Pastor Sherry’s message for May 16, 2021
Scriptures: Acts 1:15-26; Ps 1, 1 Jn 5:9-13; Jn 17:6-19
Bishop Alf Stanway was the first Dean President of the seminary I attended in Ambridge, PA (just west of Pittsburgh). He had passed away by the time I got there, but stories about him abounded. I learned much that deepened my faith from his approach to life. One of my favorites came from his tenure as the Principal of a Christian Boarding School in Kenya. Besides teaching the usual academic subjects, this school also trained the students in skills they could use to make a living. Alf had just assumed his position as principal when he learned they needed someone skilled to teach tailoring. The only tailors anyone could think of in the area were Muslims. Alf wanted only Christian instructors at his school, so he worked tirelessly to locate a Christian tailor. None of his efforts, however, yielded an appropriate applicant.
He was soon called away to attend a conference but found he could not concentrate on the speakers due to his anxieties about locating a Christian tailor to teach his students. He knew he had to let go of his worry and so he prayed that God would take it away. What an interesting prayer. How often do we consider asking God to remove a particular worry from us? Aren’t we usually praying, instead, for the solution to what is plaguing us?
God so completely removed his worry that it was only as he re-entered his office at the school that he remembered he still had no one to teach tailoring. Classes were set to begin in 3 days! YIKES! He greeted his clerk, Joseph, and asked what he thought could be done about a Christian tailor. Joseph responded with a big smile—some Kenyans have very dark skin and very white teeth, so when they smile it is dazzling! Joseph smiled and replied, “There is now a tailor in the sewing workshop. Go see for yourself if you think he is qualified.” While Alf had been away, a Christian tailor had heard of the vacancy and had come to check it out. Joseph had asked for a demonstration of his skills. Alf took a look at the man’s tailoring and hired him on the spot.
Not only had God removed Bishop Alf’s worry, but He had sent him a Christian tailor. God answered the spoken prayer, and also met the attendant, unspoken need.
Our Scriptures today all remind us that we can, like Bishop Stanway, safely depend upon the Lord:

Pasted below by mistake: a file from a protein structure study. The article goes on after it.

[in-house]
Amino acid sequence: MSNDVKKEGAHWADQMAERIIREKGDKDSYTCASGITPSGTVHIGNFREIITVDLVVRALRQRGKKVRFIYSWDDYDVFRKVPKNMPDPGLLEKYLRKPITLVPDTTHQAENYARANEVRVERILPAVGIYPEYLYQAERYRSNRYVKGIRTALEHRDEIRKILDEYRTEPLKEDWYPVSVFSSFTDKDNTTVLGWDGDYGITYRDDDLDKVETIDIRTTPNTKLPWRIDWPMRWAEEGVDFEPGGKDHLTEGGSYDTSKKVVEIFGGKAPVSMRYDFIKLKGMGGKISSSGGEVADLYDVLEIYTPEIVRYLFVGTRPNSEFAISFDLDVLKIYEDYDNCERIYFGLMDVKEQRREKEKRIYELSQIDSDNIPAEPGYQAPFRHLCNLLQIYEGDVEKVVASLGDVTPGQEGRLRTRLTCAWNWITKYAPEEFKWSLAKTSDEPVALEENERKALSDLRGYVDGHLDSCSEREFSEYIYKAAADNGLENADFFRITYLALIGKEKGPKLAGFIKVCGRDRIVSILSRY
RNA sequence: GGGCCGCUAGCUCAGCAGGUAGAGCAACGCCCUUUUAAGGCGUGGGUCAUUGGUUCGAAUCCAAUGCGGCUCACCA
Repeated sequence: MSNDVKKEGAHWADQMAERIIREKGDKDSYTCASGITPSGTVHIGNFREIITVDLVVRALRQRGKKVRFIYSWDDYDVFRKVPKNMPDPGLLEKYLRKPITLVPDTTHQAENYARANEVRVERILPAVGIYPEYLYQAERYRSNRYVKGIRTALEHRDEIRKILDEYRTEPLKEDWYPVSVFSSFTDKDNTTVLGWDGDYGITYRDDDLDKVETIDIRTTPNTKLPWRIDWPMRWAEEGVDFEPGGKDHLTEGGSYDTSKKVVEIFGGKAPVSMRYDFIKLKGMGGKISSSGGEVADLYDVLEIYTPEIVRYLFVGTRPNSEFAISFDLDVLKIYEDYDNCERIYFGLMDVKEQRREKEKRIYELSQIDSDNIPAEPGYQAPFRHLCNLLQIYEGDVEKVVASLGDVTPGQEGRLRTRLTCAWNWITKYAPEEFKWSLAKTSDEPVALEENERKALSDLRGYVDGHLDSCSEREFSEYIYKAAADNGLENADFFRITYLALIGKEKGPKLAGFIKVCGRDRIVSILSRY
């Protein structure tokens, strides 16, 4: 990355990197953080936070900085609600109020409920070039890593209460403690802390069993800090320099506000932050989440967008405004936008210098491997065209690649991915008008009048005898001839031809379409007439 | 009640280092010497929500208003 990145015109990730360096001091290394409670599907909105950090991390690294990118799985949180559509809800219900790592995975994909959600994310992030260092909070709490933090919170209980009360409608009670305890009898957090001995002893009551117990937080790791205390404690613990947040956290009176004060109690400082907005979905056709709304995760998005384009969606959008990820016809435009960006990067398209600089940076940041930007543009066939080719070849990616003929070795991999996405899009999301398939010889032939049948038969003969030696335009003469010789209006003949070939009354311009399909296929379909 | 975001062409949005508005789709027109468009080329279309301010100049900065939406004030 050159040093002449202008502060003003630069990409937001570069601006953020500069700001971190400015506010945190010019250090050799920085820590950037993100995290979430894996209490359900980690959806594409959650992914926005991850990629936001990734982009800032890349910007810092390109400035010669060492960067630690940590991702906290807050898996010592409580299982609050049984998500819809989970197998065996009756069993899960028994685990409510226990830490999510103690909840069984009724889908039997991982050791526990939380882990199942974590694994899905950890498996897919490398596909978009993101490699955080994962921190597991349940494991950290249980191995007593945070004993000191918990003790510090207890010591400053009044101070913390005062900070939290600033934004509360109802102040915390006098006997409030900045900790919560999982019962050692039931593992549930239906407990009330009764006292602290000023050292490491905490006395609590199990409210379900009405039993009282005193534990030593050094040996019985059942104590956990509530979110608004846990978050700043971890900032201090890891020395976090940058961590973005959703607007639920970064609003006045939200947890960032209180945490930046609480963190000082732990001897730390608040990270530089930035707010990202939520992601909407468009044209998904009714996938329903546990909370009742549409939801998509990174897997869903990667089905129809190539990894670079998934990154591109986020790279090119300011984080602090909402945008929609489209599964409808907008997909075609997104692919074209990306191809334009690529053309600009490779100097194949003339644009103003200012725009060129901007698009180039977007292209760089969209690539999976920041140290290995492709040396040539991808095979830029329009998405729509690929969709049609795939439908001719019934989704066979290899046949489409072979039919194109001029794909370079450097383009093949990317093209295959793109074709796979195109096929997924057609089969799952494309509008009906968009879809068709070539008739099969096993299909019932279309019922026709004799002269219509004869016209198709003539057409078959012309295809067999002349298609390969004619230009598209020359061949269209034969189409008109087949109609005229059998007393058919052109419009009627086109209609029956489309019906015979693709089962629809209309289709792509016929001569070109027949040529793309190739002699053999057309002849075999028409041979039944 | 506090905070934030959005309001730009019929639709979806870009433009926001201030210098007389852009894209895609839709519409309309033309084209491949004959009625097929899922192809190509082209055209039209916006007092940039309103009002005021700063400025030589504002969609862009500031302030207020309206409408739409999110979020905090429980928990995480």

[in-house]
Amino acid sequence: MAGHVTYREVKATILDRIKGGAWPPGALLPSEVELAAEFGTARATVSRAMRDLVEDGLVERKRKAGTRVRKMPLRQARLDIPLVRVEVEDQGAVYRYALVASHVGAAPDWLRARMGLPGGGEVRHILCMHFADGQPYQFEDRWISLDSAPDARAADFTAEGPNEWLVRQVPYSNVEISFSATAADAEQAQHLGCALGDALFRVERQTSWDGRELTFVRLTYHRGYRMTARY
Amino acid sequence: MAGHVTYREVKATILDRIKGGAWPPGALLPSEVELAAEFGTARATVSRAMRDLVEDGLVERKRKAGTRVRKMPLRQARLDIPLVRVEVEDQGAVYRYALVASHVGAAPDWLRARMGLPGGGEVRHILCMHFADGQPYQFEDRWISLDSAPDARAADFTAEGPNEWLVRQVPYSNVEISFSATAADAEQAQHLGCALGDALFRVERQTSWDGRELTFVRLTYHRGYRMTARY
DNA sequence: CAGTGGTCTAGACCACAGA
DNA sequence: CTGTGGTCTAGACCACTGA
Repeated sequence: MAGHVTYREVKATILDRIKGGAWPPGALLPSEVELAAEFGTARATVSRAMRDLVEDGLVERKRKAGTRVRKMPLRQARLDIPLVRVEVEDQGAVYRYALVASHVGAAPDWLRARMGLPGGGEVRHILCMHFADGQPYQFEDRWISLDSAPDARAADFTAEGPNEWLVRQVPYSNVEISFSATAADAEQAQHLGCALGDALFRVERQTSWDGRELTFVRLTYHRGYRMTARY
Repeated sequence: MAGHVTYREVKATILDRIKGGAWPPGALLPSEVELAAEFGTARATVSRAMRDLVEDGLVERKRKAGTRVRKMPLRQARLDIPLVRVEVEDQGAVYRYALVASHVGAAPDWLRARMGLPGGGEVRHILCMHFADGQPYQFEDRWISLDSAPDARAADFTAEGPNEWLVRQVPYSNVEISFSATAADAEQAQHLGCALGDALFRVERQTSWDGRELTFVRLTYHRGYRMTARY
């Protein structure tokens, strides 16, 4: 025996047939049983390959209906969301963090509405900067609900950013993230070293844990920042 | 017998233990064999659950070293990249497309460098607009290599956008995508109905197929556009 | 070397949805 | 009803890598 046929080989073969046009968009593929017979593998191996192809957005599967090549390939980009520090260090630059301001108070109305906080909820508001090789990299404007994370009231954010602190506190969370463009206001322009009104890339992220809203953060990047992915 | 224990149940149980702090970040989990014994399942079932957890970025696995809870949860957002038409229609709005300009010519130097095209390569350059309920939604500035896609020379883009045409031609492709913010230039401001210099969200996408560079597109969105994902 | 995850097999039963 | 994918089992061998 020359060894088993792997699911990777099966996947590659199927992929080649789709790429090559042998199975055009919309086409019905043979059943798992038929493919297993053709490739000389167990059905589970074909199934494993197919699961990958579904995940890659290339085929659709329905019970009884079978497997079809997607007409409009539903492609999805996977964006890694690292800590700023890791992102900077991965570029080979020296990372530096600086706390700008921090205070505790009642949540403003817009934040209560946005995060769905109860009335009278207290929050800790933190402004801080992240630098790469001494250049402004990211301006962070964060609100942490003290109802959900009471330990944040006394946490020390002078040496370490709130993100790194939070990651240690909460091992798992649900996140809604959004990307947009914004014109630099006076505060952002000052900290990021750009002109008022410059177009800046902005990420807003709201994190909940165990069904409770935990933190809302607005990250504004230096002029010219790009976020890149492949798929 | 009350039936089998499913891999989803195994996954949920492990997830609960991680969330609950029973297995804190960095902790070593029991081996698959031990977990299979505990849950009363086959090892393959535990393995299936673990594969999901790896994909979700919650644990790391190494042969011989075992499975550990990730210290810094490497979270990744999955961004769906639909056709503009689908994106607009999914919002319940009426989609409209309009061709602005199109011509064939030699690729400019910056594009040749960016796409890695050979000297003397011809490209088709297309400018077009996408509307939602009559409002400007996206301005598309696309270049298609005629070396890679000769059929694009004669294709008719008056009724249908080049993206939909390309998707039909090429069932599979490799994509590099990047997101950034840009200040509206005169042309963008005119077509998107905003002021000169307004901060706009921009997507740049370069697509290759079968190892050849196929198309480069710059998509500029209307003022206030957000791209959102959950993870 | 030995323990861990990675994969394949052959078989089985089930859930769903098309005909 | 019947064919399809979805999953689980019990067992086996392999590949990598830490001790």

In our Acts 1:15-26 passage, Peter and the 119 other disciples are praying. Jesus has ascended into heaven after having told them to wait upon the baptism of the Holy Spirit. So, they obediently meet daily to pray together and to encourage one another. On this particular occasion, the topic of a replacement among the 12 for Judas Iscariot comes up. Peter addresses them all and explains both how Judas’ betrayal of Jesus and his subsequent suicide had been predicted in Scripture, as well as the consequent need for a replacement Apostle. This would be like having a JV or 2nd stringer elevated to Varsity status. They determined that the primary requirement was having been an eye-witness to Jesus and His work. The newly elevated candidate had to have been with Jesus from the beginning of His earthly ministry (His baptism), through His crucifixion and resurrection, and including His ascension–which we honor today. In other words, they were united in searching out a legitimate witness—just as Bishop Stanwaywanted only a Jesus-believing tailor.
The group no doubt talked it over and then arrived at two candidates, Joseph Barsabbas (also called Justus) and Matthias. Both men met the criteria. However, rather than taking a Roberts Rule of Order vote, they enlisted the guidance of the Holy Spirit through casting lots. The idea was that the Holy Spirit would superintend the process and lead them to the “right” person. I experienced how this works some years ago—prior to attending seminary–when I served on a “call committee” whose job it was to select a new pastor for our church. There were 12 of us and we decided all issues by unanimous vote—assuming the Holy Spirit would lead us all into agreement. Over a year, we narrowed our focus from 99 contenders to two. When we tried to take a vote on the final two, we were repeatedly stymied at 11-1. I was the lone dissenter. I believed firmly that I had been told by the Lord to “stand firm” for this particular nominee. Our committee took several votes, all of which resulted in the same impasse. Someone suggested we drop the unanimous rule for this decision, but I reminded them we would need a unanimous vote to do so and I would not agree to such a change until after this decision had been made. (Hadn’t we learned somewhere, “Don’t change the horse in the middle of the stream?”)
Finally, after much frustration and even anger expressed towards me, someone suggested we cast lots. Knowing this was both Biblical and that the Holy Spirit would guide this process, I was willing to go along with it. We agreed to fill a basket with 12 gold wrapped and 12 purple wrapped hard candies, the gold indicating the one candidate, the purple representingthe other. A clerk passed the basket around above our heads and we each had to reach up to draw out our selection. I was there and I saw all 12 of us draw the same color! The probabilities of this happening—without the guidance of the Holy Spirit—are so miniscule as to be impossible. The one we selected was the one I had held out for. But now all of us knew that candidate must have had the approval of the Holy Spirit.
So the lesson is clear, both from Scripture and from my experience 25some odd years ago, that we can depend upon the Lord to help us make a right choice.
Psalm 1àContrasts for us the behavior and destinies of godly and ungodly folks. The godly or righteous person does not…